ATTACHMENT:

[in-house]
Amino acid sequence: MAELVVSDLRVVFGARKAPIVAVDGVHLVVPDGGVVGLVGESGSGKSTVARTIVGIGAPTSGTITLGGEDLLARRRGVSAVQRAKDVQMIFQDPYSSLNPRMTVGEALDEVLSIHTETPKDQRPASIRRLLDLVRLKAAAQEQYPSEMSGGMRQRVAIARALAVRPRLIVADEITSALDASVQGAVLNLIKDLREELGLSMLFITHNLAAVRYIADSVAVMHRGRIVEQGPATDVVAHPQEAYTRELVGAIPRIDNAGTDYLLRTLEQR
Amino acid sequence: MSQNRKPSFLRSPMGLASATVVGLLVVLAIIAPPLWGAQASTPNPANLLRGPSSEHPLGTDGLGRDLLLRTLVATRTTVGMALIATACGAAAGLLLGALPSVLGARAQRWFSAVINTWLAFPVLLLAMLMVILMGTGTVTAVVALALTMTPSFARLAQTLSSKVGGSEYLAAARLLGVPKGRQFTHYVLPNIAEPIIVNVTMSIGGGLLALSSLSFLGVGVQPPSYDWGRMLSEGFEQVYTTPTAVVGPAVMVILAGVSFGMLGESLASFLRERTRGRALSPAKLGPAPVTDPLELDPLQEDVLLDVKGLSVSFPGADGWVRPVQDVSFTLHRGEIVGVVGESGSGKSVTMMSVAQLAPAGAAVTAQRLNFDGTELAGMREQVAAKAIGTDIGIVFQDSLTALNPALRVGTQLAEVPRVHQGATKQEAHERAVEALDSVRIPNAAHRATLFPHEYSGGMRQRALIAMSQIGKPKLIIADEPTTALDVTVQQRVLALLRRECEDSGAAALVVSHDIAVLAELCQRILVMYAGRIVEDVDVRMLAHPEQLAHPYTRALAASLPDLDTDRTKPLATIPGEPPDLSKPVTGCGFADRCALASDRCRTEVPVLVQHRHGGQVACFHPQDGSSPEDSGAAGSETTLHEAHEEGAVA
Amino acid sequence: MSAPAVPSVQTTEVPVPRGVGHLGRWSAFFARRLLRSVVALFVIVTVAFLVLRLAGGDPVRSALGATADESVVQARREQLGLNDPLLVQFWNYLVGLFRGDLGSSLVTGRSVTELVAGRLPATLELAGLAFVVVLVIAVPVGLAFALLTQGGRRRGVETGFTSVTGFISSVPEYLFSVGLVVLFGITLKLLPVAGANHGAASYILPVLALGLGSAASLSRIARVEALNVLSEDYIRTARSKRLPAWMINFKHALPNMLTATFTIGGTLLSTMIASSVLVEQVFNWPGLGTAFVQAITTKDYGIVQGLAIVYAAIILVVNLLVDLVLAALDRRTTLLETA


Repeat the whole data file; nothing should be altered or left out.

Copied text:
[in-house]
Amino acid sequence: MAELVVSDLRVVFGARKAPIVAVDGVHLVVPDGGVVGLVGESGSGKSTVARTIVGIGAPTSGTITLGGEDLLARRRGVSAVQRAKDVQMIFQDPYSSLNPRMTVGEALDEVLSIHTETPKDQRPASIRRLLDLVRLKAAAQEQYPSEMSGGMRQRVAIARALAVRPRLIVADEITSALDASVQGAVLNLIKDLREELGLSMLFITHNLAAVRYIADSVAVMHRGRIVEQGPATDVVAHPQEAYTRELVGAIPRIDNAGTDYLLRTLEQR
Amino acid sequence: MSQNRKPSFLRSPMGLASATVVGLLVVLAIIAPPLWGAQASTPNPANLLRGPSSEHPLGTDGLGRDLLLRTLVATRTTVGMALIATACGAAAGLLLGALPSVLGARAQRWFSAVINTWLAFPVLLLAMLMVILMGTGTVTAVVALALTMTPSFARLAQTLSSKVGGSEYLAAARLLGVPKGRQFTHYVLPNIAEPIIVNVTMSIGGGLLALSSLSFLGVGVQPPSYDWGRMLSEGFEQVYTTPTAVVGPAVMVILAGVSFGMLGESLASFLRERTRGRALSPAKLGPAPVTDPLELDPLQEDVLLDVKGLSVSFPGADGWVRPVQDVSFTLHRGEIVGVVGESGSGKSVTMMSVAQLAPAGAAVTAQRLNFDGTELAGMREQVAAKAIGTDIGIVFQDSLTALNPALRVGTQLAEVPRVHQGATKQEAHERAVEALDSVRIPNAAHRATLFPHEYSGGMRQRALIAMSQIGKPKLIIADEPTTALDVTVQQRVLALLRRECEDSGAAALVVSHDIAVLAELCQRILVMYAGRIVEDVDVRMLAHPEQLAHPYTRALAASLPDLDTDRTKPLATIPGEPPDLSKPVTGCGFADRCALASDRCRTEVPVLVQHRHGGQVACFHPQDGSSPEDSGAAGSETTLHEAHEEGAVA
Amino acid sequence: MSAPAVPSVQTTEVPVPRGVGHLGRWSAFFARRLLRSVVALFVIVTVAFLVLRLAGGDPVRSALGATADESVVQARREQLGLNDPLLVQFWNYLVGLFRGDLGSSLVTGRSVTELVAGRLPATLELAGLAFVVVLVIAVPVGLAFALLTQGGRRRGVETGFTSVTGFISSVPEYLFSVGLVVLFGITLKLLPVAGANHGAASYILPVLALGLGSAASLSRIARVEALNVLSEDYIRTARSKRLPAWMINFKHALPNMLTATFTIGGTLLSTMIASSVLVEQVFNWPGLGTAFVQAITTKDYGIVQGLAIVYAAIILVVNLLVDLVLAALDRRTTLLETA